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One thing i miss from the Linux shell is the Alt+Dot shortcut. What it does is insert the last argument of the previous command. It appears to be a trivial technique, but it's really useful.

i.e. if you type this:

$ ls /Applications/MAMP/conf/apache/

The next time you just have to type a command + shortcut and the argument will be completed for you.

$ cd 'alt+dot'

On Mac i know 2 alternatives; pressing Esc+Dot or typing !$, !* with the magic space setup.

However while both alternatives do insert the last argument(s) you've used, they can't scroll back in command history like typing Alt+Dot repeatedly does.

I can live with this options for now, but i'd love to know if someone knows a better way to do it.

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4 Answers 4

up vote 6 down vote accepted

You can press Esc-dot many times, it does the same things are alt-dot. But, like you, i find it more cumbersome to type to type than alt-dot.

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I can press it many times, but it just works the first time –  pablasso Dec 18 '09 at 16:00
    
Nevermind, you're right. You just have to release esc to press it again, Then it works as expected scrolling through history. Being that treating the option key as meta messes up some other shortcuts, this is the cleanest solution. –  pablasso Dec 18 '09 at 19:22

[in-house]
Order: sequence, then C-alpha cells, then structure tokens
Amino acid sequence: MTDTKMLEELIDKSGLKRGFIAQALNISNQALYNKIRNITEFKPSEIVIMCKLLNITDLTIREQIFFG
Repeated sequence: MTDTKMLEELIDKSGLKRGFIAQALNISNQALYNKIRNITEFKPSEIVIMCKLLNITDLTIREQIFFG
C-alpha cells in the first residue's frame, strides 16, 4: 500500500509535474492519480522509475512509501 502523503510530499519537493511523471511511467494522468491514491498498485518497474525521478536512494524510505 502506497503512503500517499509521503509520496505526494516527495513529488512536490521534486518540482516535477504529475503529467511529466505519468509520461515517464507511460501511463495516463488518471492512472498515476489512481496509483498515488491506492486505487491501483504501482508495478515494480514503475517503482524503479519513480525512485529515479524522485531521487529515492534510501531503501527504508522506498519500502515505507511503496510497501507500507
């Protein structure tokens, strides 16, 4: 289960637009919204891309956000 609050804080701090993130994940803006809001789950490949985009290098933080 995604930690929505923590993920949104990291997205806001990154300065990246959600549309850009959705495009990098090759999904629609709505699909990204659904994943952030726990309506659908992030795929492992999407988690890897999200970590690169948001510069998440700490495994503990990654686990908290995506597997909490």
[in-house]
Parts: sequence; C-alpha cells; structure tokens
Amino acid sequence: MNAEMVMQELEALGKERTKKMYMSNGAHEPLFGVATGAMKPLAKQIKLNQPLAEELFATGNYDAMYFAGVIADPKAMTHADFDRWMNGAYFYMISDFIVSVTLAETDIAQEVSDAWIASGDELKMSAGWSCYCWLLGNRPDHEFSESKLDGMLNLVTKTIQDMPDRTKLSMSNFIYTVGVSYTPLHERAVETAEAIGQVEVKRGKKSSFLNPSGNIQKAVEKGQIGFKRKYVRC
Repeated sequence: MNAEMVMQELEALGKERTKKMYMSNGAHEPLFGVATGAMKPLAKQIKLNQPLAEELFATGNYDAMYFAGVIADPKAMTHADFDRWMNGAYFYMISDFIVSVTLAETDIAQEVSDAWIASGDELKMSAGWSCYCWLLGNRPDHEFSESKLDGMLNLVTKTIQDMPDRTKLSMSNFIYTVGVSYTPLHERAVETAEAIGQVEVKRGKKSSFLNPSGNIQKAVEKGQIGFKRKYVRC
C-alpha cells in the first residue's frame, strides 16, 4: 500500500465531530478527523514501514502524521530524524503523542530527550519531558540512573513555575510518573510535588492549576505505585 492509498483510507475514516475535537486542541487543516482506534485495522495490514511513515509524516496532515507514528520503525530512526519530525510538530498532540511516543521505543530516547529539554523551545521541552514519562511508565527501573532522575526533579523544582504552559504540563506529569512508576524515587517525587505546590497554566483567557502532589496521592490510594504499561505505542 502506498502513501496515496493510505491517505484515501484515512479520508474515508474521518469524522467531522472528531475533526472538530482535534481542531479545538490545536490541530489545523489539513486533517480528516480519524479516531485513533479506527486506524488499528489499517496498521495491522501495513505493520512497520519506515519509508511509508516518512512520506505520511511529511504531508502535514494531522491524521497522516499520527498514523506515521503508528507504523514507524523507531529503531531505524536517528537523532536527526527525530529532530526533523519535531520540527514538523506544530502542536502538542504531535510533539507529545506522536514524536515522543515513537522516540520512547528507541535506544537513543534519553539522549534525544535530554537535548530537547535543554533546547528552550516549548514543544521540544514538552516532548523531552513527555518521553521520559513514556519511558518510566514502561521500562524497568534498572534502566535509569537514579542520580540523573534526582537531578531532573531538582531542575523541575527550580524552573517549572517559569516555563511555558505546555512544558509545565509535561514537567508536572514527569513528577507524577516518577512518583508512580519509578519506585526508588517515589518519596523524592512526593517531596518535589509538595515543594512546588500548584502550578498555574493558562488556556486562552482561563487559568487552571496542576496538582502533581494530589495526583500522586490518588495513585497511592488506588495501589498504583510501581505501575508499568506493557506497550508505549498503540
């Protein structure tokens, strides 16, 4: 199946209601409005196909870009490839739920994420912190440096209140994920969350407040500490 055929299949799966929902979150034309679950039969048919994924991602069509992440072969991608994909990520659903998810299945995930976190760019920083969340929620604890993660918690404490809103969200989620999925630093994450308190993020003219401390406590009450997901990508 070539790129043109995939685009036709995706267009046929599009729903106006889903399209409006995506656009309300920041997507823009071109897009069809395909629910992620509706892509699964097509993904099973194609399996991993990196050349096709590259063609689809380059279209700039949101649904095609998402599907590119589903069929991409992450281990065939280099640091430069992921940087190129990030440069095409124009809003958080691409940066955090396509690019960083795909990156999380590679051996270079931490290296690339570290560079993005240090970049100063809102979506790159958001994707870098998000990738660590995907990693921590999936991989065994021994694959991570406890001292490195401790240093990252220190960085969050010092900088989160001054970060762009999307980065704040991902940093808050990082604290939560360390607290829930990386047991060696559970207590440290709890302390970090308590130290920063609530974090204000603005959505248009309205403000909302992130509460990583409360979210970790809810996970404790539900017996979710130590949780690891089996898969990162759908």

The easiest way to do this is to check "Use Option Key as Meta" in Terminal preferences, as described in Richard Hoskins' answer. –  Nocturne Aug 21 at 13:39

In Terminal.app, Preferences->Settings, select the Keyboard tab. Ensure "Use Option Key as Meta" is checked.

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Such a simple solution, thanks :) –  pablasso Dec 18 '09 at 16:03
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btw, i should mention that while this solves the alt+dot problem, it messes up another keyboard combinations like ], } or |. My keyboard (spanish) uses option+somekey to type them. Well, you can't have it all. –  pablasso Dec 18 '09 at 19:09
    
For iTerm, open Preferences, Profiles > Keys, Choose option key acts as +Esc at the bottom. –  Ivan Chau Aug 18 at 7:19

Use option+.

Note that this is a feature of bash and not linux. Macs have bash on them as well. Alt-. is the shortcut for a builtin bash function insert-last-argument. Read the bash man page for how you can bind this to a different key combination.

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Thanks, i know is a bash feature but the shortcut is not enabled by default, at least not in Terminal.app since there's no meta key by default. See Richard's answer. –  pablasso Dec 18 '09 at 16:13

If you open Terminal.app and enter preferences, and go to Settings > Keyboard and check “Use option as meta key”, you can use the bash shortcuts that use alt, for example:

Alt+B: Skip word backwards

Alt+F: Skip word forwards

Source

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Welcome to Super User! Whilst this may theoretically answer the question, it would be preferable to include the essential parts of the answer here, and provide the link for reference. For now, I edited the answer for you. –  Oliver Salzburg Aug 15 '12 at 19:30

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